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Parthenopean Republic (1799) (Italy)

Repubblica Partenopea

Last modified: 2021-01-01 by rob raeside
Keywords: italy | parthenopean republic | naples | napoli |
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image by Jaume Ollé, 28 October 1998

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Vertical tricolour light blue - yellow - red (3-FEB-1799).
Alessandro Martinelli, 29 January 1996

According to Whitney-Smith the Carboneri flew a tricolor of black, red and blue, which according to him was used in the Parthenopean Republic, which he places in 1789 And I remember also reading (somewhere else) about another flag, a black flag with Vesuvios in eruption, used by italian revolutionaries at one time. Does anyone know more about the use, history and (not the least) the design of these flags?
Knut A. Berg, 18 June 1998

The idea of the Parthenopea Republic flying a Carbonari flag is utterly wrong. It is a recurring mistake, we believe coming after the publication of that statement on Smith's book. Carboneria is a somewhat later society, developed in Southern Italy and spread all over the country (and outside the national borders!).
Pier Paolo Lugli, 29 June 1998

Kingdom of Two Sicily was partially ocupated by French, and in the Napolitan part was created the Parthenopean republic (1799). The flag was used until 1799.
Jaume Ollé, 28 October 1998

Republic Parthenopea was proclaimed in South Italia (in territory of Dos Sicilias) 1799 under French influence (the Borbons retain Sicily). Was retaken by the Borbons on 1799 until 1806, when it was created as the Kingdon of Naples, attribued to Murat. Reported is a flag white, red and black According Zigiotto, no evidence of flag exist, and the french flag is supposed in use.
Jaume Ollé, 28 October 1998

the Neapolitan Republic (original name of those times: Repubblica Napolitana) occurred in 1799, more precisely, from January to June 1799.
Carmine Colacino, 9 December 1999

According to the "Piccola Treccani" Encyclopedia (Treccani is the Institute of the Italian Encyclopedia, a national institution), the flag of the Parthenopean Republic was blue, black and red. The colours were exactly the same of the Carboneria, but in a different order.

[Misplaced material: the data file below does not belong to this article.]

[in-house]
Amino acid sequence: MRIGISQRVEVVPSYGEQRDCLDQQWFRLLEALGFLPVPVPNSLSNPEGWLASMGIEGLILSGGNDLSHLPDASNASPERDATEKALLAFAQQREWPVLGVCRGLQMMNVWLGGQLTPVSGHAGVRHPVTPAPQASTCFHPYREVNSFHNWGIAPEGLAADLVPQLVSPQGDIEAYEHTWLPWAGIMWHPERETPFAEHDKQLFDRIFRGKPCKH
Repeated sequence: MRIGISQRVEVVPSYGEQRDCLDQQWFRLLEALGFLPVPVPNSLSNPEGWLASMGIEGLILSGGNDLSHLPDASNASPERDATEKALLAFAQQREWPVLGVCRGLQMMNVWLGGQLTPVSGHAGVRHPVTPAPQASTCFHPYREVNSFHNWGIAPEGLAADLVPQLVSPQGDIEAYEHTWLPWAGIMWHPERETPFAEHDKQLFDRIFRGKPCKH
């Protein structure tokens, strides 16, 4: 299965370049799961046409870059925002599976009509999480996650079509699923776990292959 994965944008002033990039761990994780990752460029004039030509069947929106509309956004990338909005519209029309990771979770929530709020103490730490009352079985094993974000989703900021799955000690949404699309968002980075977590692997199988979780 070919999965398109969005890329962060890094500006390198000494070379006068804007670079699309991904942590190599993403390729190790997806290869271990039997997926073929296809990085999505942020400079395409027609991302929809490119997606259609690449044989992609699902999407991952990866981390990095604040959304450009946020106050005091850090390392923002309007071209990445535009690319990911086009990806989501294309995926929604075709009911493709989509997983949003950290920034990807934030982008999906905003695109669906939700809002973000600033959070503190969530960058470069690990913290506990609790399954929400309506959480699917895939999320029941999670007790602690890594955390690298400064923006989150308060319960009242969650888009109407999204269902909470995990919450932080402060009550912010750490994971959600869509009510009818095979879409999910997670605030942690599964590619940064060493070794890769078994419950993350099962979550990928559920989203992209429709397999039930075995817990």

Guido Abate, 6 December 2002

As I already pointed out there is a common mistake when referring to Repubblica Partenopea flag as a Carboneria's blue - black - red tricolour. This dates to a later period and was used during riots. The most noteworthy display in Southern Italy was at Nola (close to Naples) ca. 1820 - 1821 when Carbonari set-up a temporary government. The Repubblica Partenopea adopted and used a vertical tricolour in blue / yellow / red. There is a number of evidences available about the 1799 revolution at Naples and the following creation of the Republic, whose official name was Repubblica Napoletana, as shown in the official documents of the provisional government. A famous painting shows the freedom tree with blue / red / yellow flags all around and hanging from the windows of the nearby buildings. It was January 27th, 1799. A few days earlier (on 19th) the French flag was hoisted beside the town colours (yellow and red): joining the French blue with Naples colors made the new flag. At the beginning of February, probably on the 3rd, the colours were rearranged in blue / yellow / red, as reported by the magazine "Il Monitore Napoletano" number 30: "la bandiera mostra i colori della nostra repubblica: blo' - giallo - rosso" (the flag displays the colours of our republic: blue - yellow - red. Blo' is an old fashioned word for the modern Italian blu). In any case, even if the colours were well defined, their arrangement was not and also horizontally striped flags are known. There was a National Guard (Guardia Nazionale) as well. Her flag was in the national colours, disposed in a diagonal fashion, with the consular fasces, a Phrygian cap and two oak branches overall. There were slogans on the front and the back. I do not have a picture, only a description. The author was Enrico Colonna, an architect, and it was adopted sometime in February 1799. A volunteer legion is known too: the Legione Calabra. It was made of volunteers to be sent against the Royal supporters. It was first presented on March 20th, 1799. Her flag was black with three words positioned on three rows: vincere (to win) - vendicarsi (to get revenge) - morire (to die).
Source: Aldo Ziggioto in "Armi Antiche", Roberto Breschi in "Le bandiere degli Stati Italiani dal 1700 ad oggi" (flag poster and manual issued to remark 30 years of the CISV - Centro Italiano Studi Vessillologici, 2002) and personal communication from Massimo Galoppa (referring to the reissue of a book published on 1899 to remind 100 years from the revolution of Naples).
Pier Paolo Lugli, 10 December 2002